Are you actually claiming that a 200 pound made of fat man is going to have as much power as a 200 pound made of muscle man if they're throwing at the same speed?
You are absolutely clueless, read my explanation again. Then read it again. Maybe we can spark a synaptic connection somewhere in that empty coconut of yours
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Old 10-19-2012, 10:57 AM   #33
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Default Re: 2 guys both same weight and speed, one is strong one isnt, do they hit with = pow

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Originally Posted by Jeff View Post
Technique matters, but is not the be all and end all.

Look at Marcos Maidana or Ricardo Mayorga do either of them punch with good technique? I'd say no but they both have pretty thunderous power.

I think power comes in different forms and for different reasons; strength, speed, tendons, bone structure, leverages, technique, angle etc.

One thing I always stand by, alot people might disagree, punchers dont have has small hands, just look at all the big punchers in the small weights (welterweight and bellow) they may be 5'7 and look like a small man but they have the hands of a 6'4 man. I'm convinced it makes a difference.
Through what mechanism could hand size produce power? No offence but that's completely idiotic.
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Old 10-19-2012, 11:03 AM   #34
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Default Re: 2 guys both same weight and speed, one is strong one isnt, do they hit with = pow

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Originally Posted by aramini View Post
As far as Hearns, If you can drop a punch down, you can hurt guys. Pavlik, Hearns, the Klits, Lennox Lewis, maybe Corales: all pretty big punchers because of leverage, but guys like Williams smother there own leverage.

Wrists have a HUGE factor in punching. Biofeedback: a man who knows he is going to hurt his wrist learns how hard he can punch without hurting it. I could VERY easily punch someone so hard I would sprain or break my wrist, but I never do, because I know there is a certain level of force my hand can't take with a wrist under 6 inches in circumference, and when I throw KO punches my wrist hurts. Pac's wrist is EIGHT inches in circumference. I honestly believe that if he is actually physically stronger than me it is negligible (tougher is another matter), but I promise you he can throw punches much much much harder than I can without worrying about his wrist snapping.
Nonsense.
Nobodies afferent nerves can give that sort of information to the CNS, and that's not something that you're going to consciously know or learn. All the training boxers do to develop power desensitises the GTO.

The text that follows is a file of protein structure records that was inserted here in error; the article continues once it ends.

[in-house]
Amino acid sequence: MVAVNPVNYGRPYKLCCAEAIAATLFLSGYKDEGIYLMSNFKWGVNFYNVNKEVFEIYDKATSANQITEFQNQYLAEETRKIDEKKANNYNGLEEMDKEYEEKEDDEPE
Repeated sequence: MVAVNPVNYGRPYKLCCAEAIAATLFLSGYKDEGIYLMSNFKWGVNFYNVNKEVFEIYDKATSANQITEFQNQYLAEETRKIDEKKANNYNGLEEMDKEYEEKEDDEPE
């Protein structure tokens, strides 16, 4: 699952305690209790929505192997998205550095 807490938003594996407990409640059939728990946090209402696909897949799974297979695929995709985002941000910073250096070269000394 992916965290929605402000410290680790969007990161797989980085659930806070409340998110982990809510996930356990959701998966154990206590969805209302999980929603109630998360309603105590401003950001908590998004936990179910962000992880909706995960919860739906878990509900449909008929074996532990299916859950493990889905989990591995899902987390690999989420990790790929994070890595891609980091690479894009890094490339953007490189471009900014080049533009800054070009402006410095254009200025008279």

What does wrist size have to do with bone density anyway? (Bone density would be a factor for breaking a wrist, I don't understand what bone size has to do with anything)
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Old 10-19-2012, 11:07 AM   #35
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Default Re: 2 guys both same weight and speed, one is strong one isnt, do they hit with = pow

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Originally Posted by Jeff View Post
I'm not saying hand size its self produces power, obviously it doesnt, but what I meant was without a strudy wrist and a decent size fist you will never be able to throw at full pelt without worrying about breaking a wrist, IE- Mayweather has to be cautious due to his brittle hands IE Pacquiao has a think wrist and strong hands and can punch right through his opponent without thinking about it. See what I mean?
No I don't. That's a psychological issue, that's got nothing to do with wrist size. Do you think that everybody with small wrists is going to be worrying constantly about breaking them? No. And there's no reason they should because the size of your wrist has nothing to do with how sturdy it is or if you're vulnerable to injury or not.
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Old 10-19-2012, 11:38 AM   #36
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Default Re: 2 guys both same weight and speed, one is strong one isnt, do they hit with = pow

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Originally Posted by dealt_with View Post
Nonsense.
Nobodies afferent nerves can give that sort of information to the CNS, and that's not something that you're going to consciously know or learn. All the training boxers do to develop power desensitises the GTO.
What does wrist size have to do with bone density anyway? (Bone density would be a factor for breaking a wrist, I don't understand what bone size has to do with anything)

I took about two years off once. Then I went back and hit the bag - but I forgot how hard I could hit safely and my two large knuckles on my right hand swelled up and disappeared in fluid, then my left wrist started aching. Then I remembered - I can't hit as hard as I want to whenever I want.

It is conscious. I have decided to hit a guy as hard as I can with one punch and knocked them out with a left hook, but fractured my wrist.

Completely conscious decision, and professional fighters who fight all the time SHOULD be aware of this if they have any selfawareness.
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Old 10-19-2012, 12:04 PM   #37
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Default Re: 2 guys both same weight and speed, one is strong one isnt, do they hit with = pow

Interestingly, Manny Pacquiao has 8" wrists, while Wladimir Klitschko has 7.5" wrists. Klitschko hits about 10x harder.

7.5" wrists are very small for a 6'6, 245lb man.
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Old 10-19-2012, 12:06 PM   #38